When I was a kid, we ate plenty of veggies. My family usually grew a garden in the summer, and my grandfather, an erstwhile farmer, kept us in great supply of an endless variety of produce. But, it wasn’t until I moved to New York City that I tasted a ramp. In those days, you could only get them from one guy, a farmer named Rick Bishop, who seemed to have a corner on the season’s wild allium market.
These days, I’d imagine that Rick is pretty peeved. Ramps have become so popular, they can now be found at the springtime tables of practically every farmer in the city’s green market, and last week I spotted them at Whole Foods for a whopping $30 a pound.
Thirty bucks a pound! Wait, you know that they just grow wild in the woods, right? If you live anywhere in the vicinity of the Appalachian Trail or the northern Midwest you’ve likely walked through ramp patches your entire life. Chicago, in fact, takes its name from an indigenous word for ramp because of how thickly they grew along the rivers of the aptly named Cook County.
If you’re a green forager and want a little guidance on all things wild leek, there are lots of ramp festivals this time of year. This weekend marks Virginia’s Whitetop Mountain Ramp Fest, where locals and visitors chomp on garlic-y greens and dance to bluegrass. That sounds really lovely.
And if you’re really into ramps, like I am, and are tired of forking over the sky-high prices at your farmers market or grocery store, then you can grow them. Just lop off the bottom 1/2-inch of each stalk and place it in the woods, preferably near a water source, root-side-down. Cover them and water them and come back in a year. With any luck, you’ll have your own ramp patch before you know it. And when you have a pound of (free) ramps you want a way to use them up, make something like this ramp-heavy mac ’n’ cheese.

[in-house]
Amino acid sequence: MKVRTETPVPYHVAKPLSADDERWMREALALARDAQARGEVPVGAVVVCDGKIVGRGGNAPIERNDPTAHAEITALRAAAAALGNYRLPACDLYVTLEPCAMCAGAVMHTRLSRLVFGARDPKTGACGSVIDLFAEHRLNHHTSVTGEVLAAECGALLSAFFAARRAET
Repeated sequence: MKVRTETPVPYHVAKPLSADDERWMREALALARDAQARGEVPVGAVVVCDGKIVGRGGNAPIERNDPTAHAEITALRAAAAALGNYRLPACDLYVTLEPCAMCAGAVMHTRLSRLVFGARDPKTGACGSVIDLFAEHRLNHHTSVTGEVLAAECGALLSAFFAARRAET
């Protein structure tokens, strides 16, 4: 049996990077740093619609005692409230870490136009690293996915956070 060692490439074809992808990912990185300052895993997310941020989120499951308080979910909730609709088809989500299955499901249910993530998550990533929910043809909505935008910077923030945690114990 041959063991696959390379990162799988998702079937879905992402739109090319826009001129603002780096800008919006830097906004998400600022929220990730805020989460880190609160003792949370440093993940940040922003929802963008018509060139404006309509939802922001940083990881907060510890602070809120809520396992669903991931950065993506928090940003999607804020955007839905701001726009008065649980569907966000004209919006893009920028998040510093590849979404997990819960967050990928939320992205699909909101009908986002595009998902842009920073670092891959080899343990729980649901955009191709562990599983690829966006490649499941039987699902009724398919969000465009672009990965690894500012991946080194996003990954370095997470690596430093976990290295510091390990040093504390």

Ramp Mac ’N’ Cheese
1 pound ramps
1/2 stick unsalted butter
4 tablespoons flour
4 cups whole milk
Kosher salt and finely ground black pepper
1 pound shredded mozzarella cheese
1 cup panko bread crumbs
2 tablespoons extra-virgin olive oil
Remove the bottom 1/2 inch from ramps and plant them in the woods where you’ll find them again in a year. Chop the white parts of the ramps and thinly slice the green leaves.
Preheat the oven to 400°F.
Heat the butter in a large heavy saucepan over medium heat and, then sauté the ramp whites with 1 1/2 teaspoons salt and 3/4 teaspoon pepper, until golden, about 6 minutes. Stir in the flour and cook until it is incorporated, then whisk in the milk and bring to a boil, whisking. Boil the mixture until slightly thickened, about 8 minutes, then remove the saucepan from the heat and stir in the ramp greens and mozzarella.
Cook the pasta in a large pot of boiling water, then drain and toss with the ramp sauce. Transfer the pasta to a 3 1/2-quart buttered baking dish. Toss the panko with the oil and sprinkle over the mac ’n’ cheese.
Bake the pasta until the filling is bubbling and the panko is golden, about 40 minutes. Let stand 5 minutes, then serve.
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